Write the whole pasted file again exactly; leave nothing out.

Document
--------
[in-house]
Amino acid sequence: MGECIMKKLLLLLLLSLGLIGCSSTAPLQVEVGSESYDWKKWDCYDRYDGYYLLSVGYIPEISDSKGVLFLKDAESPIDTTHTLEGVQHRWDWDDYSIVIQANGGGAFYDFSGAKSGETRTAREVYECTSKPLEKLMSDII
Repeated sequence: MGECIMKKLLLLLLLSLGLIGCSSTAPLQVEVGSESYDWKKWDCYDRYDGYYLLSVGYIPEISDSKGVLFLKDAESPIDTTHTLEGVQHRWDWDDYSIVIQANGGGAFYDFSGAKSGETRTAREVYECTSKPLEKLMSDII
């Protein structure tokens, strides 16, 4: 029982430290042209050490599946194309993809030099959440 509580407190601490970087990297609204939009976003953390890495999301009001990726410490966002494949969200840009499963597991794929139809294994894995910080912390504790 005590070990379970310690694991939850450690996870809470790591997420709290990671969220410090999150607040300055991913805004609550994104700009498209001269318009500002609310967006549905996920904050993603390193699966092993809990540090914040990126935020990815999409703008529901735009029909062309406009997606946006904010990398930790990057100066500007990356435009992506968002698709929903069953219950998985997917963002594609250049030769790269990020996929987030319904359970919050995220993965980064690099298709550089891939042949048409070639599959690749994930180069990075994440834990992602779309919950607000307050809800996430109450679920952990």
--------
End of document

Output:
[in-house]
Amino acid sequence: MGECIMKKLLLLLLLSLGLIGCSSTAPLQVEVGSESYDWKKWDCYDRYDGYYLLSVGYIPEISDSKGVLFLKDAESPIDTTHTLEGVQHRWDWDDYSIVIQANGGGAFYDFSGAKSGETRTAREVYECTSKPLEKLMSDII
Repeated sequence: MGECIMKKLLLLLLLSLGLIGCSSTAPLQVEVGSESYDWKKWDCYDRYDGYYLLSVGYIPEISDSKGVLFLKDAESPIDTTHTLEGVQHRWDWDDYSIVIQANGGGAFYDFSGAKSGETRTAREVYECTSKPLEKLMSDII
């Protein structure tokens, strides 16, 4: 029982430290042209050490599946194309993809030099959440 509580407190601490970087990297609204939009976003953390890495999301009001990726410490966002494949969200840009499963597991794929139809294994894995910080912390504790 005590070990379970310690694991939850450690996870809470790591997420709290990671969220410090999150607040300055991913805004609550994104700009498209001269318009500002609310967006549905996920904050993603390193699966092993809990540090914040990126935020990815999409703008529901735009029909062309406009997606946006904010990398930790990057100066500007990356435009992506968002698709929903069953219950998985997917963002594609250049030769790269990020996929987030319904359970919050995220993965980064690099298709550089891939042949048409070639599959690749994930180069990075994440834990992602779309919950607000307050809800996430109450679920952990």